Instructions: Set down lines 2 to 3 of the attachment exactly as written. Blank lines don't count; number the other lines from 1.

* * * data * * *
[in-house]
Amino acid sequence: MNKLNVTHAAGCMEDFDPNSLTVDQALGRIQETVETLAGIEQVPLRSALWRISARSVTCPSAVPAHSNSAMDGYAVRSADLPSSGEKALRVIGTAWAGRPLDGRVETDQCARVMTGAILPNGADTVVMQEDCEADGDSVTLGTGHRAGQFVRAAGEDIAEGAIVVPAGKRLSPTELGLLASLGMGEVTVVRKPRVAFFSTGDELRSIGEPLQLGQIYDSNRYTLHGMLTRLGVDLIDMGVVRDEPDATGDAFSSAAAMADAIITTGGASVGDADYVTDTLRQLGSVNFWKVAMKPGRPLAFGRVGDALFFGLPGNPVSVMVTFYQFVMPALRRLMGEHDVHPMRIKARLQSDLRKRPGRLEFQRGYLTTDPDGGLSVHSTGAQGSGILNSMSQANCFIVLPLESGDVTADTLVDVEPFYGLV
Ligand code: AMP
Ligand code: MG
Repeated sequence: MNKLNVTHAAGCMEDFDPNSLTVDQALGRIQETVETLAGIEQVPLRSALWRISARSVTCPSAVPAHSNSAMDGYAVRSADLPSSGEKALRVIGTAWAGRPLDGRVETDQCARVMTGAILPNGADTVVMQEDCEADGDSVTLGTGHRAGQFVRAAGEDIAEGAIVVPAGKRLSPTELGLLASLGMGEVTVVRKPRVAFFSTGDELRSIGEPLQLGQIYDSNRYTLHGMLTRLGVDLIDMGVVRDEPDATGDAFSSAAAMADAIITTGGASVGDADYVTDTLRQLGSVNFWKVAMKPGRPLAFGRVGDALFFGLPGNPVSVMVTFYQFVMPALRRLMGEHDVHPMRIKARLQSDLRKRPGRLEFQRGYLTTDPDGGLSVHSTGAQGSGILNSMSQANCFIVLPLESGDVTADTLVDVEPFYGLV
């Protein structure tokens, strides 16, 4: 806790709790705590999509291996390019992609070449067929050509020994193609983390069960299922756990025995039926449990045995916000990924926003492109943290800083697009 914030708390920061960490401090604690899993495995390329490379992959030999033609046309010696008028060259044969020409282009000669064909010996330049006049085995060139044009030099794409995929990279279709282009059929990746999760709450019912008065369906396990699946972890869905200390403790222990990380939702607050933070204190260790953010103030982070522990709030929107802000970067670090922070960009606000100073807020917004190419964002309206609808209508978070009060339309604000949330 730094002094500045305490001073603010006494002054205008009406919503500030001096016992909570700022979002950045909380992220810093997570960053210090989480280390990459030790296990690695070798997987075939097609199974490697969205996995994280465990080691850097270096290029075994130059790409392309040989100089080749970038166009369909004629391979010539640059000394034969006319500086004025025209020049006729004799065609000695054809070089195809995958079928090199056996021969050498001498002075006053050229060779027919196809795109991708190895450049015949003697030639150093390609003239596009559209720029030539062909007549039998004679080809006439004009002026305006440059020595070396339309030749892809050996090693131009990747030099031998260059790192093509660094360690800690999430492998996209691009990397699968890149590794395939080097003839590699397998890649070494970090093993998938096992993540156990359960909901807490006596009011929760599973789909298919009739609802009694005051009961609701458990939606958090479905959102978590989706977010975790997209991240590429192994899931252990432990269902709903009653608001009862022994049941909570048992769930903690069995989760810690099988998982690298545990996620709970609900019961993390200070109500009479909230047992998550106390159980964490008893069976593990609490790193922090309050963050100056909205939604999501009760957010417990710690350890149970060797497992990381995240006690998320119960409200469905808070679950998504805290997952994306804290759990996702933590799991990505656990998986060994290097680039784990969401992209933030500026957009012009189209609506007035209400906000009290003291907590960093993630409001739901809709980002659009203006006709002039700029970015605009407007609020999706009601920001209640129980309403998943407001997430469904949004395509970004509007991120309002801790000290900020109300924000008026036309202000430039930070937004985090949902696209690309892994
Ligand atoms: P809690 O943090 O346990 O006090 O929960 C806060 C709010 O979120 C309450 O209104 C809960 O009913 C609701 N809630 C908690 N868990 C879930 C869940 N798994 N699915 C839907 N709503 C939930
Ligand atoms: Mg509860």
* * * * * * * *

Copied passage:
Amino acid sequence: MNKLNVTHAAGCMEDFDPNSLTVDQALGRIQETVETLAGIEQVPLRSALWRISARSVTCPSAVPAHSNSAMDGYAVRSADLPSSGEKALRVIGTAWAGRPLDGRVETDQCARVMTGAILPNGADTVVMQEDCEADGDSVTLGTGHRAGQFVRAAGEDIAEGAIVVPAGKRLSPTELGLLASLGMGEVTVVRKPRVAFFSTGDELRSIGEPLQLGQIYDSNRYTLHGMLTRLGVDLIDMGVVRDEPDATGDAFSSAAAMADAIITTGGASVGDADYVTDTLRQLGSVNFWKVAMKPGRPLAFGRVGDALFFGLPGNPVSVMVTFYQFVMPALRRLMGEHDVHPMRIKARLQSDLRKRPGRLEFQRGYLTTDPDGGLSVHSTGAQGSGILNSMSQANCFIVLPLESGDVTADTLVDVEPFYGLV
Ligand code: AMP